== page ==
Climate shocks an 'early warning call' to act on rising hunger, UN says

One in every nine people in the world are chronically hungry, with droughts, floods and variable rainfall exacerbating the problem

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Child's feet on parched land
A UN report, the state of food security and nutrition in the world, found that climate-related hunger was also being seen in countries with no conflict or economic issues. Photograph: Rungroj Yongrit/EPA

Climate shocks such as droughts, floods and variable rainfall, are already causing a rise in hunger, a situation UN economists describe as an “early warning call” for action on food insecurity.

In 2017, the number of chronically hungry people in the world reached 821 million – one in every nine – according to the state of food insecurity and nutrition in 2017, a report produced by five UN agencies. The number who suffer from hunger has grown over the last three years, returning to levels from almost a decade ago.

Climate extremes and variability, affecting rainfall patterns and agricultural seasons, are among the key drivers of this rise and one of the leading causes of a severe food crisis, together with conflict. Climate-related hunger is also being seen in countries with no conflict or economic issues, the report found, with climate change undermining food availability, access, utilisation and stability.

“What is alarming about this analysis is that climate variability and climate extremes now are contributing to the rise in hunger”, said Cindy Holleman, a senior economist at the Food and Agriculture Organisation (FAO) and editor of the report. “Not just emergency levels of hunger, but chronic hunger.”

“We see this report as an early warning call that we need to accelerate and scale up climate resilience especially in countries in Africa and Latin America that are most vulnerable.”

Family in Bangladesh cooking in a flood affected area
A family in Lalmonirhat, Bangladesh, cook food in a flood affected area. Photograph: Zakir Chowdhury/Barcroft Images

The prevalence and numbers of undernourished people is higher in countries with agricultural systems that are highly sensitive to rainfall, temperature variability and severe drought, and where the livelihood of a high proportion of the population depends on agriculture.

Holleman said temperatures were more variable in agricultural areas, with more hot days and rising temperatures affecting yields. Rainfall patterns were also changing, with seasons early or delayed in 51 low and middle-income countries.

Climate-related disasters, such as storms, floods and droughts have doubled in the past 20 years, which impacted food production, she said. Climate changes were already undermining production of wheat, rice and maize in tropical and temperate regions and the situation could worsen unless climate resistance was built in.

“This is the beginning of a very serious situation. We have a target to end hunger by 2030, and we are not going to do that unless we are going to tackle new challenges and the new challenges are climate extremes and variability.”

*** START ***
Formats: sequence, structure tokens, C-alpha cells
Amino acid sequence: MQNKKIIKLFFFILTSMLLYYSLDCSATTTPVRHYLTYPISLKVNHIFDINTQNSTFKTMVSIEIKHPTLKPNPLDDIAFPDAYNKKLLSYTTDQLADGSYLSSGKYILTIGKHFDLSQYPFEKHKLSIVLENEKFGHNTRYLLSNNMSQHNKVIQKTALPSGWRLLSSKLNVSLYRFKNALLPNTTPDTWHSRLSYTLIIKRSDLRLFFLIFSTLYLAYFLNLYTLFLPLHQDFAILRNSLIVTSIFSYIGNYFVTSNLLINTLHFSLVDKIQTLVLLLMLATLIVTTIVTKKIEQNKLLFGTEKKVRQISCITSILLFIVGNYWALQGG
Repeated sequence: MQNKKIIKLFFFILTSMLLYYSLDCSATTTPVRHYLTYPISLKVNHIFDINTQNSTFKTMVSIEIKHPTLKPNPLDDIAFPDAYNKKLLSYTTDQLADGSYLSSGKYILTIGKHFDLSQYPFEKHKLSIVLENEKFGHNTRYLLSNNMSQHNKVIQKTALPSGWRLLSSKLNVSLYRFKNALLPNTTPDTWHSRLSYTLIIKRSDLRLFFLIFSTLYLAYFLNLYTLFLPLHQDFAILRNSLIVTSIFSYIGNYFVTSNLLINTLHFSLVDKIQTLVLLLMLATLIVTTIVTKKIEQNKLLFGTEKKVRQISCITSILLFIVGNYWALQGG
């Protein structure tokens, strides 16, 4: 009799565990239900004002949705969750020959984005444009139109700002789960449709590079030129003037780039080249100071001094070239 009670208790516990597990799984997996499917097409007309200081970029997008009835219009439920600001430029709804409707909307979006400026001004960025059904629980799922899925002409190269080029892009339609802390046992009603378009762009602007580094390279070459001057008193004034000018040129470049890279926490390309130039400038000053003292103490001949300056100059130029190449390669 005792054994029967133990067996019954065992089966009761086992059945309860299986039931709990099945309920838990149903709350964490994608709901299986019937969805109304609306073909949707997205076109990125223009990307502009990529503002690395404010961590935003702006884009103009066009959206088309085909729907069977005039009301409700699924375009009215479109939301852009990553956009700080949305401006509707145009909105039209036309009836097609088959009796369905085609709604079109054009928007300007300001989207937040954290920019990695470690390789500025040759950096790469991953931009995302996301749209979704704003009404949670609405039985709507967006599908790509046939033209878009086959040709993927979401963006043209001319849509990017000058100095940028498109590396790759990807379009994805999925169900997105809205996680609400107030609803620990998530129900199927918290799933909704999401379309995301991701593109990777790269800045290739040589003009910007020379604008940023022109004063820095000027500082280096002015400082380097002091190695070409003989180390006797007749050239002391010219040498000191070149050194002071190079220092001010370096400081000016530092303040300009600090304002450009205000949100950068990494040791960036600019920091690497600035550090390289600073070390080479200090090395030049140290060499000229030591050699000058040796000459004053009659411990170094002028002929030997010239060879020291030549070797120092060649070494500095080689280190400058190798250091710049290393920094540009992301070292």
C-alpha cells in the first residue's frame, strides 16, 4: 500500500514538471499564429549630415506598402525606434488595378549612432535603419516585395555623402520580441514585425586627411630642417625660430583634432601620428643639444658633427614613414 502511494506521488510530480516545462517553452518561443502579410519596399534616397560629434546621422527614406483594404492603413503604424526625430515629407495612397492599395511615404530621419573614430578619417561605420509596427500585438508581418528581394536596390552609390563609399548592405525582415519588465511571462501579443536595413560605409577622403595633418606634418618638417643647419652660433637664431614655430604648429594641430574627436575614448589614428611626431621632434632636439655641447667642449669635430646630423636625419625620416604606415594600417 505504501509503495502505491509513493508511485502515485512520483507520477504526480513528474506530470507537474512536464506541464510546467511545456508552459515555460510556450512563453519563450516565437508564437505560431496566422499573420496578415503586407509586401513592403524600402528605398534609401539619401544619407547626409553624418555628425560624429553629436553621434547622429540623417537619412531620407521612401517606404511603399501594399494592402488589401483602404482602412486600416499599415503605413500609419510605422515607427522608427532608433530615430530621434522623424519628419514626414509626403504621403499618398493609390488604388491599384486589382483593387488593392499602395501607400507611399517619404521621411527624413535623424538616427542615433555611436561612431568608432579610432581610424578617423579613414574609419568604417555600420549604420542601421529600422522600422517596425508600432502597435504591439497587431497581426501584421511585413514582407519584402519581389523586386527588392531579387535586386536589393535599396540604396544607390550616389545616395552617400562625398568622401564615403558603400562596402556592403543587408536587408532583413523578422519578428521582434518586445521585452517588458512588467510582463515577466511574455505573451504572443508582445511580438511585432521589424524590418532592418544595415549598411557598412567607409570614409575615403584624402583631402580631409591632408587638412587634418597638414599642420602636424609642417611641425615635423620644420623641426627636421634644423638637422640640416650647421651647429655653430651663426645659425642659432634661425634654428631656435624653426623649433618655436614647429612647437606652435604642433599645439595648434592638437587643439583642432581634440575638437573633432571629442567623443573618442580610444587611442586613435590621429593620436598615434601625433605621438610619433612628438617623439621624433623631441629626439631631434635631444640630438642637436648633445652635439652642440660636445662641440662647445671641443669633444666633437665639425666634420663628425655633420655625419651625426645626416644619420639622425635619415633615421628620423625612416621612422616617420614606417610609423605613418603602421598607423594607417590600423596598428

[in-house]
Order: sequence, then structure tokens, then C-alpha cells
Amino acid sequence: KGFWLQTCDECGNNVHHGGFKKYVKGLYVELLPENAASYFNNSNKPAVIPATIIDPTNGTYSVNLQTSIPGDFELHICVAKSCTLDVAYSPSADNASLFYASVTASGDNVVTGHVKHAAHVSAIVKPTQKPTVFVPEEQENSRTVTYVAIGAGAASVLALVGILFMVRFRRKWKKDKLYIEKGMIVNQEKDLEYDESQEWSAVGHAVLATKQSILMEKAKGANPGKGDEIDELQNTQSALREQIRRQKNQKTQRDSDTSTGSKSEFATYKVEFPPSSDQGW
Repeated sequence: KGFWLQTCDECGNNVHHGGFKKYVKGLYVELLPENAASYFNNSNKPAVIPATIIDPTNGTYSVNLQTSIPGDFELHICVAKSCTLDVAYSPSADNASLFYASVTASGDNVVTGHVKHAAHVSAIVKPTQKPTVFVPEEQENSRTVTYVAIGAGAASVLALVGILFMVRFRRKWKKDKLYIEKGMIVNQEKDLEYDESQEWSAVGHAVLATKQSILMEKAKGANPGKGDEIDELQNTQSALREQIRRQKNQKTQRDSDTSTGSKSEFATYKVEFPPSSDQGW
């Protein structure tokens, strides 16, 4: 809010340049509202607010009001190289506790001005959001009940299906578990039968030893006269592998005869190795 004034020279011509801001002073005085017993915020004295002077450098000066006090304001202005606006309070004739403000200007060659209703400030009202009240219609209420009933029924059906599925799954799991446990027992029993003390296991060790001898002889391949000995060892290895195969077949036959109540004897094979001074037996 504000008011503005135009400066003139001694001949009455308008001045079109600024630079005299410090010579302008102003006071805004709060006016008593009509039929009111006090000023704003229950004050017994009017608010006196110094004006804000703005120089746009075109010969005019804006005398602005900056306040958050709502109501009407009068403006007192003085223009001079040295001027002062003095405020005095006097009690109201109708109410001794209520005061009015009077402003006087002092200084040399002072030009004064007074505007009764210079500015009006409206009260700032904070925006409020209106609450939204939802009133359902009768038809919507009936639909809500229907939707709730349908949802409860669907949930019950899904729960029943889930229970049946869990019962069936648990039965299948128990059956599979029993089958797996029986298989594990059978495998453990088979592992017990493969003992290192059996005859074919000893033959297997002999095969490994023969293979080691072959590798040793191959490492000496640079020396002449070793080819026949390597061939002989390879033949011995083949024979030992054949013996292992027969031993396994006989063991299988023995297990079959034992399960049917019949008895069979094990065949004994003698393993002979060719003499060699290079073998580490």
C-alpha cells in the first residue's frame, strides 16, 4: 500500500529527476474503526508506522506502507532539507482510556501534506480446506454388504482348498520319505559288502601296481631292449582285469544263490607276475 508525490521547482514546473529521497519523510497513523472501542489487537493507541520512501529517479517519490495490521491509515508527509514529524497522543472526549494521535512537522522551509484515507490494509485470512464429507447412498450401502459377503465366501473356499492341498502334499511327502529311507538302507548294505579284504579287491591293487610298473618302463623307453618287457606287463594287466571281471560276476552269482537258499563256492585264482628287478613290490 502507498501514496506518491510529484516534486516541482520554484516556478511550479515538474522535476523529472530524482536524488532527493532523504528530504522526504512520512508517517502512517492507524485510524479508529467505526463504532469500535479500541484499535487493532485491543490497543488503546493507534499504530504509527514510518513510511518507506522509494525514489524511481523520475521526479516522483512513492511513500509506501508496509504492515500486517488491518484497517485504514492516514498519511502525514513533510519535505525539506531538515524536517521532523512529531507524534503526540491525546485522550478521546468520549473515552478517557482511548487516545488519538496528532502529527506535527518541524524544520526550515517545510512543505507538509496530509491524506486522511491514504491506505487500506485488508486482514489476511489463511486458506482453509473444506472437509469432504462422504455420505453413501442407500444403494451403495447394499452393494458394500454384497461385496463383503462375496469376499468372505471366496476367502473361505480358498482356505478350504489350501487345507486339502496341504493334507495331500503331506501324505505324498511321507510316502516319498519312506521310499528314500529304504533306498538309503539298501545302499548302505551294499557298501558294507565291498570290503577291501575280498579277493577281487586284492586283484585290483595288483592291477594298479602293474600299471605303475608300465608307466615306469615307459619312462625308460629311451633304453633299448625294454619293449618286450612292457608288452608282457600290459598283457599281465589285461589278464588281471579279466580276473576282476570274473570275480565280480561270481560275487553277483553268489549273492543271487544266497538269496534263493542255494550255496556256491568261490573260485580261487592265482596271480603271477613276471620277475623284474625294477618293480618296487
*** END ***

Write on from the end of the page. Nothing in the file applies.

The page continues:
The situation is worsening in South America and most regions of Africa, the report found. In Asia, the declining rate in undernourishment seen in recent years has slowed.

One UN expert said the speed at which climate shocks had already translated into hunger over 2017 demonstrated how precarious food security was in developing countries.

Alexander Jones, the head of climate and environment division at the FAO, said: “We can see the links between increasing numbers of hungry people and climate extremes and variables. What is scary is the speed the impact has cropped up, the speed at which climate variability and extremes is translating into big numbers. It is happening now. It shows how narrow the food security band is.”

It was “extremely likely” that global warming was behind the climate shocks, although this was beyond the scope of the report, Jones said.

While a farmer in Germany who lost crops due to the recent high temperatures in northern Europe, for instance, could seek compensation or a bank loan, few such buffers were available to the world’s 2.5 billion small scale farmers.

In 2017, almost 124 million people across 51 countries and territories faced “crisis” levels of acute food insecurity or worse, and required humanitarian assistance, the report found. In 34 of these countries, more than 76% of the total populations facing crisis levels of acute food insecurity or worse – nearly 95 million people – were also affected by climate shocks and extremes.

Some 36% of countries were exposed to three or more types of climate extremes in 2011-2016, compared to 18% in 1996-2000.

Climate-related disasters now account for 80% of all major internationally reported disasters, the report found. Severe droughts linked to the strong El Niño affected many countries, and contributed to the rise in hunger, it said.

A foreward to the report called for climate change adaptation and disaster risk management to be integrated into national and local government programmes and for better incorporation of climate change effects into policies governing food, agriculture, health and the environment.

The report also found poor progress was being made in addressing the multiple forms of malnutrition, ranging from child stunting to adult obesity. Progress has been made on reducing child stunting – nearly 151 million children under five, or 22%, were too short for their age in 2017, down from 25% in 2012 – due mainly to progress in Asia. Over 38 million children under five are overweight.